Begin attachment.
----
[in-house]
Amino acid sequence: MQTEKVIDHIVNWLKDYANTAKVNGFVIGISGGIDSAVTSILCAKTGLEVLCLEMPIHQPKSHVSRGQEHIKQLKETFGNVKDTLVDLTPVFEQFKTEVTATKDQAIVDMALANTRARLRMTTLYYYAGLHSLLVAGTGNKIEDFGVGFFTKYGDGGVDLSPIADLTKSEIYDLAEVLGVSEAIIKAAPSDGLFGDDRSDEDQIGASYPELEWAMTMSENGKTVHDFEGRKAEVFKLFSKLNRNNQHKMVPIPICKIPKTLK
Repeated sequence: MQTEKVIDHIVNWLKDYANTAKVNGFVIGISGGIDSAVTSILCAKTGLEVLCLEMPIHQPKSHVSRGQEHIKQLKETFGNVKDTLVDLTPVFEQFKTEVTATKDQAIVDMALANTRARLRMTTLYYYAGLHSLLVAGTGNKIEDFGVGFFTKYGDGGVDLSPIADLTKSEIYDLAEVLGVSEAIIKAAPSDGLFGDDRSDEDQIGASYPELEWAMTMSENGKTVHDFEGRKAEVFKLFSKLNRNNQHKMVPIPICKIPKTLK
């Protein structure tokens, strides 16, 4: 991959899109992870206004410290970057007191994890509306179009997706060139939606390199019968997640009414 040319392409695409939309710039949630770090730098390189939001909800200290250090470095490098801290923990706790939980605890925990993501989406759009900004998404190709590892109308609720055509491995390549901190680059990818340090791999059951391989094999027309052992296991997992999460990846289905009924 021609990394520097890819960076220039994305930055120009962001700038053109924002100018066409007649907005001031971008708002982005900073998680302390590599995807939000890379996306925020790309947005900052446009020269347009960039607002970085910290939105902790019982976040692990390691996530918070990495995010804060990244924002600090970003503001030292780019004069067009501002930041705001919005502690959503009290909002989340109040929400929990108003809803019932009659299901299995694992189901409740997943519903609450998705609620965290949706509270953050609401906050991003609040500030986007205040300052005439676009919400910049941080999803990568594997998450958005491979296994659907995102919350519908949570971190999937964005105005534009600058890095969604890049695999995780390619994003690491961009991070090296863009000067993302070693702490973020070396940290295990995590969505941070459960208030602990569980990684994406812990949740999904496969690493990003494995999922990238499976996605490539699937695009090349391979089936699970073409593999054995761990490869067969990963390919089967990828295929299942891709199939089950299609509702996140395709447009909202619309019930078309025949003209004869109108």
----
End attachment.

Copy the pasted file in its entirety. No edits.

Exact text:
[in-house]
Amino acid sequence: MQTEKVIDHIVNWLKDYANTAKVNGFVIGISGGIDSAVTSILCAKTGLEVLCLEMPIHQPKSHVSRGQEHIKQLKETFGNVKDTLVDLTPVFEQFKTEVTATKDQAIVDMALANTRARLRMTTLYYYAGLHSLLVAGTGNKIEDFGVGFFTKYGDGGVDLSPIADLTKSEIYDLAEVLGVSEAIIKAAPSDGLFGDDRSDEDQIGASYPELEWAMTMSENGKTVHDFEGRKAEVFKLFSKLNRNNQHKMVPIPICKIPKTLK
Repeated sequence: MQTEKVIDHIVNWLKDYANTAKVNGFVIGISGGIDSAVTSILCAKTGLEVLCLEMPIHQPKSHVSRGQEHIKQLKETFGNVKDTLVDLTPVFEQFKTEVTATKDQAIVDMALANTRARLRMTTLYYYAGLHSLLVAGTGNKIEDFGVGFFTKYGDGGVDLSPIADLTKSEIYDLAEVLGVSEAIIKAAPSDGLFGDDRSDEDQIGASYPELEWAMTMSENGKTVHDFEGRKAEVFKLFSKLNRNNQHKMVPIPICKIPKTLK
């Protein structure tokens, strides 16, 4: 991959899109992870206004410290970057007191994890509306179009997706060139939606390199019968997640009414 040319392409695409939309710039949630770090730098390189939001909800200290250090470095490098801290923990706790939980605890925990993501989406759009900004998404190709590892109308609720055509491995390549901190680059990818340090791999059951391989094999027309052992296991997992999460990846289905009924 021609990394520097890819960076220039994305930055120009962001700038053109924002100018066409007649907005001031971008708002982005900073998680302390590599995807939000890379996306925020790309947005900052446009020269347009960039607002970085910290939105902790019982976040692990390691996530918070990495995010804060990244924002600090970003503001030292780019004069067009501002930041705001919005502690959503009290909002989340109040929400929990108003809803019932009659299901299995694992189901409740997943519903609450998705609620965290949706509270953050609401906050991003609040500030986007205040300052005439676009919400910049941080999803990568594997998450958005491979296994659907995102919350519908949570971190999937964005105005534009600058890095969604890049695999995780390619994003690491961009991070090296863009000067993302070693702490973020070396940290295990995590969505941070459960208030602990569980990684994406812990949740999904496969690493990003494995999922990238499976996605490539699937695009090349391979089936699970073409593999054995761990490869067969990963390919089967990828295929299942891709199939089950299609509702996140395709447009909202619309019930078309025949003209004869109108």